Listening
Sometimes it is possible for learners to listen to their class materials in a library or self-access centre. If learners have their own means of listening they can do this on journeys or at home, and replay the recording as many times as they need. As with reading, do a short priming stage in class beforehand and set a listening task to do at home so that learners feel motivated to listen and have a goal to fulfil.

As a subsequent language focus activity, students can:
write down any phrases they need help with, look them up in a dictionary

  • prepare to explain two or three new items to the class next lesson
  • listen and repeat and/or transcribe short sections they like
  • practise pronunciation and intonation by reading the transcript out loud, and pausing the recording
  • study the transcripts of the recording (these are usually in the back of the text-book) and take note of features of spoken interaction.

Learning and revising vocabulary
This is best done in learners' own time - as learners have different ways of memorising words. Equip them with ways of classifying and recording new words, e.g. mind maps or pictures so they can choose what works best for them. Each student can then devise three or four quiz questions or gap-fill sentences to test the class on new vocabulary next lesson.

Grammar practice exercises
These are also better done at home - when each learner can do them at his/her own pace. Set these at the end of a task cycle so learners will have met some of the new forms in context already. Go over them quickly next class, or let them ‘mark' each others' exercises and ask if in doubt.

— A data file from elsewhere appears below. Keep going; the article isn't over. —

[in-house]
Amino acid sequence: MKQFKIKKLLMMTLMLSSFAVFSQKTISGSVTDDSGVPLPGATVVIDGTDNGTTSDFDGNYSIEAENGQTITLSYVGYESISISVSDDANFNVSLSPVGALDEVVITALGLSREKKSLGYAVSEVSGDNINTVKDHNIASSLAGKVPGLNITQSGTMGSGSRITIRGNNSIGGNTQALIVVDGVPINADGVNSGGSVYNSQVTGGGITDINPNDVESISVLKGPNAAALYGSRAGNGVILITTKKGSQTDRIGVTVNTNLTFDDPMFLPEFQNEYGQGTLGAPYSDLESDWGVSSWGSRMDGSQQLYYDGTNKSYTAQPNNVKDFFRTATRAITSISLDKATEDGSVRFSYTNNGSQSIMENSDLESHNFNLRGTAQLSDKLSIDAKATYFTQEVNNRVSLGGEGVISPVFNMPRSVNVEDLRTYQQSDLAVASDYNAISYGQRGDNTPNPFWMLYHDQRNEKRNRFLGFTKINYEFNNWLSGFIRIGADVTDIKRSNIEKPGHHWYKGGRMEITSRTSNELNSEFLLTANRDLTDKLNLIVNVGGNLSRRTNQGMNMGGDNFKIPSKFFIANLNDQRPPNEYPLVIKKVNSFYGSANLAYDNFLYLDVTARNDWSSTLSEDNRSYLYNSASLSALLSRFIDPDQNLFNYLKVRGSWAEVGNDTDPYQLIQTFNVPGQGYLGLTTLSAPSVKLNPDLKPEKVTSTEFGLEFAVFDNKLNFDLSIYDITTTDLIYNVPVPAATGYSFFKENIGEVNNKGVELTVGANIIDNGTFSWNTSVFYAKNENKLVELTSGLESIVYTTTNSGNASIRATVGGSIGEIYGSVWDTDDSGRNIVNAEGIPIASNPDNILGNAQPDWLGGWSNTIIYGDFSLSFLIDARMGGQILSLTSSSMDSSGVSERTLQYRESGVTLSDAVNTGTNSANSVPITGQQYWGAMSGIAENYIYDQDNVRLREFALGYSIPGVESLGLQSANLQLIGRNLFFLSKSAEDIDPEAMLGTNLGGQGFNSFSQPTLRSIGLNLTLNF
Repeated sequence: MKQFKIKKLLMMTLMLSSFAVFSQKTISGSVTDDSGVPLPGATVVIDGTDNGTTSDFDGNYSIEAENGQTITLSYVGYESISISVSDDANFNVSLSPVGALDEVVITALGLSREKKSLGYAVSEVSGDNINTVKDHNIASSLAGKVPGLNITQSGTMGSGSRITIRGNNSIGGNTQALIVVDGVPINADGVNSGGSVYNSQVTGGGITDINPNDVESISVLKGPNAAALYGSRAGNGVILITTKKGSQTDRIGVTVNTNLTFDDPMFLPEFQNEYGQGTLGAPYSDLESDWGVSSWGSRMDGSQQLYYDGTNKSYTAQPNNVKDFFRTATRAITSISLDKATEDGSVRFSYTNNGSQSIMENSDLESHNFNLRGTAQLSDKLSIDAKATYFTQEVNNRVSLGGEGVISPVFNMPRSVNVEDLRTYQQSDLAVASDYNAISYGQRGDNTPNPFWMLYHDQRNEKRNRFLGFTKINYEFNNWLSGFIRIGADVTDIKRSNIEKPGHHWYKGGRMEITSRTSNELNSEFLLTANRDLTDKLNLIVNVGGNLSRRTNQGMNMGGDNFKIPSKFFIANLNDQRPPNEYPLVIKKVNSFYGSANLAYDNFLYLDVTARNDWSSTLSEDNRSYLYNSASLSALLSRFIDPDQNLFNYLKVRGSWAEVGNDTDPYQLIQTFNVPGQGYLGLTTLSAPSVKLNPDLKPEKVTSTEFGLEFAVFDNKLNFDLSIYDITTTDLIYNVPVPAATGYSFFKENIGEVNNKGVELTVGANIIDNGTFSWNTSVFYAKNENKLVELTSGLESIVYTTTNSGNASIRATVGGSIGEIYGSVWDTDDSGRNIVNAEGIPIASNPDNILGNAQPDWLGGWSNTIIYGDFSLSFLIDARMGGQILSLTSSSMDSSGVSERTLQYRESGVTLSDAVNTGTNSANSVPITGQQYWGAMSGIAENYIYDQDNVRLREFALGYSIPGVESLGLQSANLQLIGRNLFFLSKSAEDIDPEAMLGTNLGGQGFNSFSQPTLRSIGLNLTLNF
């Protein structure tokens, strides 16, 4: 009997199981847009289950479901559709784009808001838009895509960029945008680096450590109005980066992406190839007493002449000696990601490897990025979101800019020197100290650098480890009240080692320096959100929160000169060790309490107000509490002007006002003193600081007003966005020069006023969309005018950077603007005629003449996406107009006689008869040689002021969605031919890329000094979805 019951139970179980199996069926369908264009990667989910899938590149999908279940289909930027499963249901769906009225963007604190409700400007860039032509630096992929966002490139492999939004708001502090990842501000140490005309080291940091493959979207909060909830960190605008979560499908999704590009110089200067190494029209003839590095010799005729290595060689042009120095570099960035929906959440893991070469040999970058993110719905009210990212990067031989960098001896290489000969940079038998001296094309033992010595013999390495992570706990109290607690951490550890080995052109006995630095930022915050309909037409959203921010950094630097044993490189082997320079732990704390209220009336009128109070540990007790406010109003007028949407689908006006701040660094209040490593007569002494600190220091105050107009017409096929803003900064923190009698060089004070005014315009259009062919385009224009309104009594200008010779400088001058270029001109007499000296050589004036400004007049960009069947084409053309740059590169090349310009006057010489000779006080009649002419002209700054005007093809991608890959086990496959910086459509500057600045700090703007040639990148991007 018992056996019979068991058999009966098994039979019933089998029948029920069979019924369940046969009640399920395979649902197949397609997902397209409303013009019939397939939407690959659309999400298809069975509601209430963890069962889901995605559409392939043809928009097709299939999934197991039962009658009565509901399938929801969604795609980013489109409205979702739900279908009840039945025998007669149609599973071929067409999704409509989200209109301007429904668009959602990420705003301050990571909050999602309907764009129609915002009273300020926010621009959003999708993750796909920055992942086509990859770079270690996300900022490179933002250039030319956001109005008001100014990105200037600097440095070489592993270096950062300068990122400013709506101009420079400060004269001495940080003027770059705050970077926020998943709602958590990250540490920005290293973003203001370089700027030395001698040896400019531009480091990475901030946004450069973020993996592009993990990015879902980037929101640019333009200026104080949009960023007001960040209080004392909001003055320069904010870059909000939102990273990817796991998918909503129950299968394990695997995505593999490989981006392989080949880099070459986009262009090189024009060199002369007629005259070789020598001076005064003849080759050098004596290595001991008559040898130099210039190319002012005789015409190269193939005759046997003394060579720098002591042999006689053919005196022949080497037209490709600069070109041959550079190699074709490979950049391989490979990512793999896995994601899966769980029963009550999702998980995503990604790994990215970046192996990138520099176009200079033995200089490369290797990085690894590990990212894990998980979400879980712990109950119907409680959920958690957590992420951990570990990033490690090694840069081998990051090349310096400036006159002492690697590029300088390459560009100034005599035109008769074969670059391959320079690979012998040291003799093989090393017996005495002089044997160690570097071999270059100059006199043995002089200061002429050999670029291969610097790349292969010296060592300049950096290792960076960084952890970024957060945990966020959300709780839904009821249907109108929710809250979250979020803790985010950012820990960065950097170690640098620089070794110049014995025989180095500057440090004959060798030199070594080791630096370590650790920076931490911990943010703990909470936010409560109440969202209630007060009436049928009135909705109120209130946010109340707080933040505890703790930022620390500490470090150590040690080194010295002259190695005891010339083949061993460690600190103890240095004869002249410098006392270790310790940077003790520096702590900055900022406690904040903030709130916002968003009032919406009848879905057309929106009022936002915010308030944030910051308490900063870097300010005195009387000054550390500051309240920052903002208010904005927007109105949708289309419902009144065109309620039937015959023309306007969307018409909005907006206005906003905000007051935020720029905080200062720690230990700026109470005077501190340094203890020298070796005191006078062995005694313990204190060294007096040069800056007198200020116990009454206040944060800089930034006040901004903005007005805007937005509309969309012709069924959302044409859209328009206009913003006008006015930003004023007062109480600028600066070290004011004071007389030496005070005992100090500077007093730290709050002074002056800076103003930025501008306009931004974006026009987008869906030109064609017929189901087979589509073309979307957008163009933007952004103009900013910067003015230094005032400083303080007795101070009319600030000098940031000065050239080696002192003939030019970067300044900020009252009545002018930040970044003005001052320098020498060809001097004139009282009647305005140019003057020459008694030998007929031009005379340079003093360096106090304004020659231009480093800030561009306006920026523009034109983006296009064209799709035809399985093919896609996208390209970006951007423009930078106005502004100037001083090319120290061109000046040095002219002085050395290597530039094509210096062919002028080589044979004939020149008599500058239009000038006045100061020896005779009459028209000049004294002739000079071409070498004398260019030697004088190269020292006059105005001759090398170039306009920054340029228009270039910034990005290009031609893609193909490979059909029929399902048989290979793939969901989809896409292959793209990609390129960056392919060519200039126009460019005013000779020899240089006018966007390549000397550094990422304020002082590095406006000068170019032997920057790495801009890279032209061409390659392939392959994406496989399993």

Writing
Students can:

  • prepare first drafts of written work at home using a dictionary and then benefit from specific teacher advice or group ‘editing' in the next lesson.
  • write up final versions at home after a planning session in class, and then display them in the next lesson for others to read.

Evaluation and review
End of unit evaluations and language reviews are perfect for doing at home when there are fewer distractions. It gives learners a chance to go back over the unit and reflect on what they have learnt and identify things they still need to ask about.

TIP: Always set up the homework in class beforehand and give them a purpose or goal to attain, and make it clear exactly how you will use their homework or check their work at the start of the next lesson.

What aspects of the task cycle can be done at home?

Task preparation
Learners can prepare vocabulary for a new topic at home using a dictionary, and research a topic using web-sites or asking other people and prepare to report back in English.

Sometimes you can give them the task instructions the day before the task so they can plan what to say and how to say it. Then in class you can go straight into the task. They can do the priming at home.

Task Report
After doing the task and planning a report in class, learners can write or practise a full version at home. This can be displayed in class, or they can be asked to reduce it to very short notes and give their report orally with the help of the notes.

Form Focus
Sometimes this can be done at home (see suggestions above) and taken up in class the following lesson. The advantage is that each learner will have had a chance to assimilate the new language at their own speed and later in class can ask about things they really need to know.